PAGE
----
Skip to content
November 7, 2013 / milllss

Relationships between Repos – Pull Requests

In a previous post we looked at different approaches to Pull Requests – and concluded by noting that repository pairings often involved multiple pull requests between a base/head repo pair. This post investigate these relationships further, and in particular considers the involvement of individual users. Pull requests allow any individual to compose and propose an amendment to any repository, where they are useful they represent a benefit to the receiving (base) repository. Through making useful pull requests an individual with no prior affiliation to a project could demonstrate their ability and usefulness to the project – and in doing so could potentially earn a place within the project. Is there any evidence that pull requests could serve as a ‘recruitment’ mechanism for projects in this manner – the first point of contact between a prospective employee and employer?

The data

The starting point for this post is the data-set concerning 200k base/head repo pairings which had at least 4 pull requests between them – intra-repo pull requests are excluded. In this set there are 86,231 distinct base repos (indicating that base repos often had a ‘relationship’ with multiple heads) and 194,235 distinct head repos (indicating that head repos occasionally had a `relationship’ with multiple base repos).

For each base/head pair a full list of users who made pushes on the respective repositories was extracted from BigQuery, along with variables relating to the timing and frequency of their pushes. The ids and associated variables for users who made the pull requests connecting these repos were also extracted. In total there are 196k records representing 100k users who made pull requests (some users were involved in multiple base/head repo relationships).

Are there users who pull request their way into a project?

In the data-set there are 25,678 cases where a user had recorded pushes to both the base and head repos (in addition to submitting at least one pull request between these) – but that doesn’t necessarily mean they earned contributor rights through pull requests. What would it look like in the data if a user had done so? The prototypical scenario might go as follows: the user (probably forks first then) makes pushes to what will become the head repo in the base/head pair, they then submit a pull request to the base repo (and given how this data-set was produced they likely made many such pull requests) and some time after this there should be a ‘MemberEvent’ when they are officially made a contributor on the base repo; following this they may record pushes to the base repo in the pair directly. There are 3,416 cases which match this profile in the data.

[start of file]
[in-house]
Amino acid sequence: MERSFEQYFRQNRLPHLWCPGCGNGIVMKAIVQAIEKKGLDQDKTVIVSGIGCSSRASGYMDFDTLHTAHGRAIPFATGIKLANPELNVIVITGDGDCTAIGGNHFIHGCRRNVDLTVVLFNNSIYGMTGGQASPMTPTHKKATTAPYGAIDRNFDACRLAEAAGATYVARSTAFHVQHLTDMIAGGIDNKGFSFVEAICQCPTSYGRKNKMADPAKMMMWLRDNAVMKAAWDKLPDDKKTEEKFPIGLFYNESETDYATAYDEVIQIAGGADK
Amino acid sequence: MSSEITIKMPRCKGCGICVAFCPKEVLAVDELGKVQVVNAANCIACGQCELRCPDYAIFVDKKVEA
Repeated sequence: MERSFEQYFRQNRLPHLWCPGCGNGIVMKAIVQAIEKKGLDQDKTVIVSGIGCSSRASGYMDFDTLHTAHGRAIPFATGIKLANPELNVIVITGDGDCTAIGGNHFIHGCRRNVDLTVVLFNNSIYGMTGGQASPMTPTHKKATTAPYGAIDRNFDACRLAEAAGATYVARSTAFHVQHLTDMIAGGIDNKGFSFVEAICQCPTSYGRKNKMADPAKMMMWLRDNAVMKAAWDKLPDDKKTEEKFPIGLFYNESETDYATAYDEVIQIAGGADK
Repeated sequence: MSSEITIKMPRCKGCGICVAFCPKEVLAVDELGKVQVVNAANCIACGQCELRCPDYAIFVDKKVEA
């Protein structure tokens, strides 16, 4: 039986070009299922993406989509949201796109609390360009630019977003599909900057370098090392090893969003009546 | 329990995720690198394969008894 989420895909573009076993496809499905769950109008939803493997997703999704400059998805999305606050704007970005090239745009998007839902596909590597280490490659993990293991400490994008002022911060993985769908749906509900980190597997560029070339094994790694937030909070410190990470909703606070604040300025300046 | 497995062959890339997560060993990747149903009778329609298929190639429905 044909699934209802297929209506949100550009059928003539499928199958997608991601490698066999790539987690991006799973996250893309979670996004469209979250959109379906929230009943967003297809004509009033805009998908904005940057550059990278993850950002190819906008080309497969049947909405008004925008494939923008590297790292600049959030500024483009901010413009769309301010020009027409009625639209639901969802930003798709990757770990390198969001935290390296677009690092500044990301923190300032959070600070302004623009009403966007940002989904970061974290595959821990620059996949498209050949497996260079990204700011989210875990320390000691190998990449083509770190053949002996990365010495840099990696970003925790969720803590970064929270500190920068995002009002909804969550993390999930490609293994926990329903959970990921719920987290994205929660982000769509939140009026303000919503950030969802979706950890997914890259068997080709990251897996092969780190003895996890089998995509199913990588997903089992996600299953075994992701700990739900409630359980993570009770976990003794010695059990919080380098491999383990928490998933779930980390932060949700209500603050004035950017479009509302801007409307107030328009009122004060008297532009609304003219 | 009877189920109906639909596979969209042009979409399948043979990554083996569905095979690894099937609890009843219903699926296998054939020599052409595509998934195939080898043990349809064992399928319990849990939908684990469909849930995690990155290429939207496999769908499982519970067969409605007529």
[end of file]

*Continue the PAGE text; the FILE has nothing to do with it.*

However, the limiting factor here is the requirement of a MemberEvent observed after the user had made pushes and pull requests. These events are sparse in the data – only 5,538 users have a recorded ‘add memberevent’, whereas 25,678 users have at least one push to head and base repo of a pair – and therefore must have had contributor rights to the base repo (either events are missing from the data or they happened before the timeline data begins).

If the criteria are relaxed such that we only require the user to have made first a push on the head, then a pull request, then a push on the base – there are 14,348 users who meet it. This sequence of events is consistent with a user who pull requested their way into a project, but there are of course many other non-github forms of interaction which could have shaped these events.

These users made a median of 18 pushes to the head repo and 8 to the base repo, but the variance on these measures is very large. Once they had the ability to make pushes on the base repo they no longer needed to make pull requests, technically at least. 5,244 stopped making pull requests once they had made their first push to the base repo, for the remainder there is an overlap between the time when they were making pull requests and the time when they began making pushes on the base repo directly.


Leave a Reply

Fill in your details below or click an icon to log in: Logo

You are commenting using your account. Log Out / Change )

Twitter picture

You are commenting using your Twitter account. Log Out / Change )

Facebook photo

You are commenting using your Facebook account. Log Out / Change )

Google+ photo

You are commenting using your Google+ account. Log Out / Change )

Connecting to %s

%d bloggers like this: